British J. of Social Work     Hybrid Journal   (Followers: 85, SJR: 1.019, CiteScore: 2)
British Medical Bulletin     Hybrid Journal   (Followers: 6, SJR: 1.355, CiteScore: 3)
British Yearbook of Intl. Law     Hybrid Journal   (Followers: 33)
Bulletin of the London Mathematical Society     Hybrid Journal   (Followers: 4, SJR: 1.376, CiteScore: 1)
Cambridge J. of Economics     Hybrid Journal   (Followers: 65, SJR: 0.764, CiteScore: 2)
Cambridge J. of Regions, Economy and Society     Hybrid Journal   (Followers: 11, SJR: 2.438, CiteScore: 4)
Cambridge Quarterly     Hybrid Journal   (Followers: 10, SJR: 0.104, CiteScore: 0)
Capital Markets Law J.     Hybrid Journal   (Followers: 2, SJR: 0.222, CiteScore: 0)
Carcinogenesis     Hybrid Journal   (Followers: 2, SJR: 2.135, CiteScore: 5)
Cardiovascular Research     Hybrid Journal   (Followers: 14, SJR: 3.002, CiteScore: 5)
Cerebral Cortex     Hybrid Journal   (Followers: 46, SJR: 3.892, CiteScore: 6)
CESifo Economic Studies     Hybrid Journal   (Followers: 18, SJR: 0.483, CiteScore: 1)
Chemical Senses     Hybrid Journal   (Followers: 1, SJR: 1.42, CiteScore: 3)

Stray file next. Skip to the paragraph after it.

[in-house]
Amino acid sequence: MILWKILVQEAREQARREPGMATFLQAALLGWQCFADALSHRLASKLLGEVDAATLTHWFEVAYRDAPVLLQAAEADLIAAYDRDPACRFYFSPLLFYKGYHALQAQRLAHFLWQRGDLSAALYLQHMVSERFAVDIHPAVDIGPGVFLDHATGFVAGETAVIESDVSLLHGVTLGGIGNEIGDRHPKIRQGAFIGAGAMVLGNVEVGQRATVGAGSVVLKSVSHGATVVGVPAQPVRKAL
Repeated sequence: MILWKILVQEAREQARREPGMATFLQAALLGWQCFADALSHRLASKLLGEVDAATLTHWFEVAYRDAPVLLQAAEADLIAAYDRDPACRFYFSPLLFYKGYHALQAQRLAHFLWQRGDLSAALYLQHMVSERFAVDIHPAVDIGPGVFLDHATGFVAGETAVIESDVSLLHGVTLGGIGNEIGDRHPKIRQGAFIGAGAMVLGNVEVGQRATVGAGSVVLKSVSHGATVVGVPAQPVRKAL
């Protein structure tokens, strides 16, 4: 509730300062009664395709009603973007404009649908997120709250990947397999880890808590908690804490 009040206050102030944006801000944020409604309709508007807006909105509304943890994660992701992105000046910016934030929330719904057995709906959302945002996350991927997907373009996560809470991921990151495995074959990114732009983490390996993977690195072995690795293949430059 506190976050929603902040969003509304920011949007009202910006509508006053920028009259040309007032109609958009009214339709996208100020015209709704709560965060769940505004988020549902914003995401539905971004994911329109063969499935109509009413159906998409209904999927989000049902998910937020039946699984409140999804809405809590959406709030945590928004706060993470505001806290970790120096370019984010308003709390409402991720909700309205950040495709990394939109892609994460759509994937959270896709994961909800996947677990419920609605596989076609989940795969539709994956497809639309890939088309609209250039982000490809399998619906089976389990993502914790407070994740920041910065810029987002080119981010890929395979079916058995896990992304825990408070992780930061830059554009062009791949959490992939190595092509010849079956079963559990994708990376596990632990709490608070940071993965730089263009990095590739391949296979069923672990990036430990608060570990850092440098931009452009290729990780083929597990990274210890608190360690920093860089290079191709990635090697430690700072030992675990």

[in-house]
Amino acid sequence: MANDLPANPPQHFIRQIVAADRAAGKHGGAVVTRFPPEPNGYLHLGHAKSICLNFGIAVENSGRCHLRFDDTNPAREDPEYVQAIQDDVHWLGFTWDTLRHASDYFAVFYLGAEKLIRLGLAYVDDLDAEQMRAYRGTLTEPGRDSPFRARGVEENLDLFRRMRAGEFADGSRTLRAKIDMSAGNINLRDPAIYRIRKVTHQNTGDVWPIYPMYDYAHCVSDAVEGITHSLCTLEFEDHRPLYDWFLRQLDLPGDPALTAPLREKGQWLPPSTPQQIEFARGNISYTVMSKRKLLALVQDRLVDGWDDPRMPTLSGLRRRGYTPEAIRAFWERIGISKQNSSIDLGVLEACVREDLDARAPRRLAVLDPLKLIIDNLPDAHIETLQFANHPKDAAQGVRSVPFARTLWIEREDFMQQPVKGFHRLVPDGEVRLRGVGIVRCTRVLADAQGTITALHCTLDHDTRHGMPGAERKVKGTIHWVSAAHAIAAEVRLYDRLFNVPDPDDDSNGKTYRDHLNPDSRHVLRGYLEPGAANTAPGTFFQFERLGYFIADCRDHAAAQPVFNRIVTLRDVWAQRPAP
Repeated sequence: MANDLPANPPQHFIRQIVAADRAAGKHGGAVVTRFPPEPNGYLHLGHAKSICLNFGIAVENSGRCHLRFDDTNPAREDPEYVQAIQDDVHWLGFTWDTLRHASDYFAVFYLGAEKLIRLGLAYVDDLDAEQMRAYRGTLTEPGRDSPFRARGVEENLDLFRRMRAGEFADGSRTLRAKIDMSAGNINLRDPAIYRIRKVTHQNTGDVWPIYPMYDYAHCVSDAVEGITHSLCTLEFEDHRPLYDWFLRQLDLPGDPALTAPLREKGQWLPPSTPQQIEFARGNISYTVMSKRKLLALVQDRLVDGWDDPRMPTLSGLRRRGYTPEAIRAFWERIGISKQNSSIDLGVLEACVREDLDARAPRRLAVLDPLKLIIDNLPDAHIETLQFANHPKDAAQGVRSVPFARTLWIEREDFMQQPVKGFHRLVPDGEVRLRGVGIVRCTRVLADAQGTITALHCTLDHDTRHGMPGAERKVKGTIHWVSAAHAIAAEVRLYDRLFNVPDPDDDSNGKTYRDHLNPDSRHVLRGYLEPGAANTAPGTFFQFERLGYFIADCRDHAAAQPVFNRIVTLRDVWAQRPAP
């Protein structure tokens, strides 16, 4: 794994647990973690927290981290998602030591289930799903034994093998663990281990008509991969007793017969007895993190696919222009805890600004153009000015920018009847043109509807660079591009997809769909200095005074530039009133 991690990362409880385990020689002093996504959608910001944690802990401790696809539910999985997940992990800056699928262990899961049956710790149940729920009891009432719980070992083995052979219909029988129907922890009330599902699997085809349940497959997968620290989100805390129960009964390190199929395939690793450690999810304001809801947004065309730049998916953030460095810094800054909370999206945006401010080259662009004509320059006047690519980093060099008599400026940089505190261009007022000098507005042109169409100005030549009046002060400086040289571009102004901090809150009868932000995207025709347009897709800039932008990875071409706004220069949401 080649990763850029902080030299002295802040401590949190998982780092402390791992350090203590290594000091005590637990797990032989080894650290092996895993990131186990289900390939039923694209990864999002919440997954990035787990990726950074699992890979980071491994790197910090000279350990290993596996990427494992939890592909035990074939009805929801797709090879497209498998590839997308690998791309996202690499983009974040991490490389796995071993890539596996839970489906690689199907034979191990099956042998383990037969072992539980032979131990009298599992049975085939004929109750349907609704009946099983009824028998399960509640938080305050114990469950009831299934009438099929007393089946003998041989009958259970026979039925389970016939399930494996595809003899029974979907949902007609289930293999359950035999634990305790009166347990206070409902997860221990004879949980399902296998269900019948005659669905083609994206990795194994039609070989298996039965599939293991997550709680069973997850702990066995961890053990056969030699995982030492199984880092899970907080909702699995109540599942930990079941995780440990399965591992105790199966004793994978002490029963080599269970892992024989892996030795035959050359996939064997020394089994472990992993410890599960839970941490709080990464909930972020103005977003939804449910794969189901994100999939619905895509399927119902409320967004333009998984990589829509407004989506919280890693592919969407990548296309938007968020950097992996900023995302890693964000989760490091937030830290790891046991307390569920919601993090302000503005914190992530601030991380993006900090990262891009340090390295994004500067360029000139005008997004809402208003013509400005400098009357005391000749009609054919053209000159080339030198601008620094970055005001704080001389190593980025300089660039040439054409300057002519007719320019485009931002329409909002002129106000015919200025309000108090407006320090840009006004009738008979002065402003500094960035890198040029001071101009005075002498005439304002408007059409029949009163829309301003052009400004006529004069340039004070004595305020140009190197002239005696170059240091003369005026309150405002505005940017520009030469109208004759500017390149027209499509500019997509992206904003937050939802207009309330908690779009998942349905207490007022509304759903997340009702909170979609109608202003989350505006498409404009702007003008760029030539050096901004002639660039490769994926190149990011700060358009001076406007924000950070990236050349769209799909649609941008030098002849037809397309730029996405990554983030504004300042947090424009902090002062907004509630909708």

Children and Schools     Hybrid Journal   (Followers: 6, SJR: 0.246, CiteScore: 0)
Chinese J. of Comparative Law     Hybrid Journal   (Followers: 5, SJR: 0.412, CiteScore: 0)
Chinese J. of Intl. Law     Hybrid Journal   (Followers: 22, SJR: 0.329, CiteScore: 0)
Chinese J. of Intl. Politics     Hybrid Journal   (Followers: 10, SJR: 1.392, CiteScore: 2)
Christian Bioethics: Non-Ecumenical Studies in Medical Morality     Hybrid Journal   (Followers: 10, SJR: 0.183, CiteScore: 0)
Classical Receptions J.     Hybrid Journal   (Followers: 27, SJR: 0.123, CiteScore: 0)
Clean Energy     Open Access   (Followers: 1)
Clinical Infectious Diseases     Hybrid Journal   (Followers: 70, SJR: 5.051, CiteScore: 5)
Communication Theory     Hybrid Journal   (Followers: 24, SJR: 2.424, CiteScore: 3)
Communication, Culture & Critique     Hybrid Journal   (Followers: 27, SJR: 0.222, CiteScore: 1)
Community Development J.     Hybrid Journal   (Followers: 27, SJR: 0.268, CiteScore: 1)
Computer J.     Hybrid Journal   (Followers: 9, SJR: 0.319, CiteScore: 1)
Conservation Physiology     Open Access   (Followers: 3, SJR: 1.818, CiteScore: 3)
Contemporary Women's Writing     Hybrid Journal   (Followers: 9, SJR: 0.121, CiteScore: 0)